Our family has been crazy busy with sports and ballet and various after school activities all school year, and I’ve been thinking that it’d be best to let the kids have a break from routines and schedules this summer. But, I’m slightly concerned about whether I’m giving our new au pair a great opportunity to have adventures and relaxed, unstructured fun with her new little buddies or a nightmarish quagmire with no routines. It can be hard enough to establish authority with kids that age when routines are in place. My kids are fairly good-natured and well-behaved, but aren’t perfect and are smart enough to take advantage of a power vacuum so they can do whatever it is that they might want at any given time. Am I setting our new au pair up for a summer filled with challenges, whining, moaning and power struggles?


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Calif Mom June 18, 2012 at 4:45 pm

Oh CV, you’re like my “au pair wife”, providing just the thing I need when I need it! You’re like a perfectly chilled cosmo as I walk through the door at the end of the day…

What a great post. Just the kick-in-the-pants I needed as I face yet another summer without a perfect schedule lined up.

The OP is absolutely right to be worried about power vacuums! Children smell fear and weakness and will exploit either/both. They are like wolf pups — truly!– they WANT leadership to be strong so they don’t have to worry about what will happen to their pack.

I will let go of Perfect — no perfect activities lists, no perfect schedule, no perfect whatever. Because Perfect is the enemy of “something to start with”. And “something to start with” is achievable, and will definitely help.

Those 3 days when I am training a new au pair are so exhausting and so much ends up not being explained well. These tools will help a great deal.

IN fact, I think I’ll take advantage of the next few days that I *do* have supervision from a wonderful person and assign some of these lists to my kids, and her.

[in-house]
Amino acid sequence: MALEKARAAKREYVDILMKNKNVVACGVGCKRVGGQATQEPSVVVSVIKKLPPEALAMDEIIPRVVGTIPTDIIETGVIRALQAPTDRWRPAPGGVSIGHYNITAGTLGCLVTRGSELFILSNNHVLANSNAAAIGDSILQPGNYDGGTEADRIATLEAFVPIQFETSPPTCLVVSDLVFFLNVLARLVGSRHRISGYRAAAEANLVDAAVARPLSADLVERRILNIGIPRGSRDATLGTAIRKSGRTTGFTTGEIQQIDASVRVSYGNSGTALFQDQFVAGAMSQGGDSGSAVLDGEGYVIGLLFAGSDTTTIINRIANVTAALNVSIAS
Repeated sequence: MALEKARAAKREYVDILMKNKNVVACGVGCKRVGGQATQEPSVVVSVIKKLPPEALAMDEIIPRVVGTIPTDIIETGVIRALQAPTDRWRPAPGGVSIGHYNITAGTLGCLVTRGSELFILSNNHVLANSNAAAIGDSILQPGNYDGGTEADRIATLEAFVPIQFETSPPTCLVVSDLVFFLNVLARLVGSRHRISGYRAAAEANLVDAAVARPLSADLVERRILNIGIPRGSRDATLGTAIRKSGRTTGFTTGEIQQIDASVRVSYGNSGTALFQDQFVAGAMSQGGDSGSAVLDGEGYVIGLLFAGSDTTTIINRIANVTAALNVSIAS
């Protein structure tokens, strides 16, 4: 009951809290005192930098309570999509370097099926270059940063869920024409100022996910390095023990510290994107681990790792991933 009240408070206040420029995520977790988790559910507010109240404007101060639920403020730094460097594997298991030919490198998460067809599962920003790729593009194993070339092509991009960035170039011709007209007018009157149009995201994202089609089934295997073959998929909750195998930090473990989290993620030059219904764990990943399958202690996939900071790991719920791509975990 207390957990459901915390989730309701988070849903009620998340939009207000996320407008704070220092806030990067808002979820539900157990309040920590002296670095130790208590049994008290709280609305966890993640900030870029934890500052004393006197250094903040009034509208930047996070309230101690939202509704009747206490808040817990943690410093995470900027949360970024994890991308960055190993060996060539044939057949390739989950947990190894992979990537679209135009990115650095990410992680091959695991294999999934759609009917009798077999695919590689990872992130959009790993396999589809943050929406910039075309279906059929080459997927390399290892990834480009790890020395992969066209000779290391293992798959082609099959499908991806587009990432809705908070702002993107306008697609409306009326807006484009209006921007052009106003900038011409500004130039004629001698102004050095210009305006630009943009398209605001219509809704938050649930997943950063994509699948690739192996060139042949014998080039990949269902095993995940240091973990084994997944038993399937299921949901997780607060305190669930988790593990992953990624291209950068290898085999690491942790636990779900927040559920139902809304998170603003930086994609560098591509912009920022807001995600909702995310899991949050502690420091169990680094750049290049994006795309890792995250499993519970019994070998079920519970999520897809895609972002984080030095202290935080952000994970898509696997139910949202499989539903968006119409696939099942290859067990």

Happy Summer, everyone! May our sunburns be few, and our rematches fewer! :D

Taking a Computer Lunch June 20, 2012 at 11:18 am

It is important to realize that summer fun changes as your children age, so what you write in your handbook and tell your au pair today, will be different from next year and the year after.

I usually start having the “summer is coming” conversation in April – it gives our AP 8 weeks to realize that her perfect “6 hours off in the middle of the day” schedule is going to come to an end.

Things to consider:

1) Are you offering your AP a budget to occupy the kids? Heading to the movies, going bowling, going to the zoo, etc., may all add up. If you don’t have a wallet for outings, then give your AP a list of free or inexpensive places to visit and encourage her to pack a picnic lunch. Remind her to pack enough water for everybody!

2) If she’s heading to the pool, is it enough to hang out with friends and let the lifeguard supervise the kids in the water? If you have toddlers and preschoolers, you’ll be thinking “No way!” while if you have ‘tweens, then it may not be a problem. Be explicit about what you expect of her – and if you belong to a pool then remind her that your friends will comment to you on her behavior. (In our case Make-
A-Wish gave our child with special needs an above-ground pool that all the neighbors use. I do state explicitly to parents that my AP is not the lifeguard.)

3) While the younger set may be content to play with the HK of her AP friends, the older set will not (mainly because there aren’t so many older HK compared to the younger). Encourage her to help your kids hang out with friends (my kids are in the older set and cringe at the words “play dates”) – remind her that hosting other people’s kids will lead to chances to offload one or two of her charges when others reciprocate.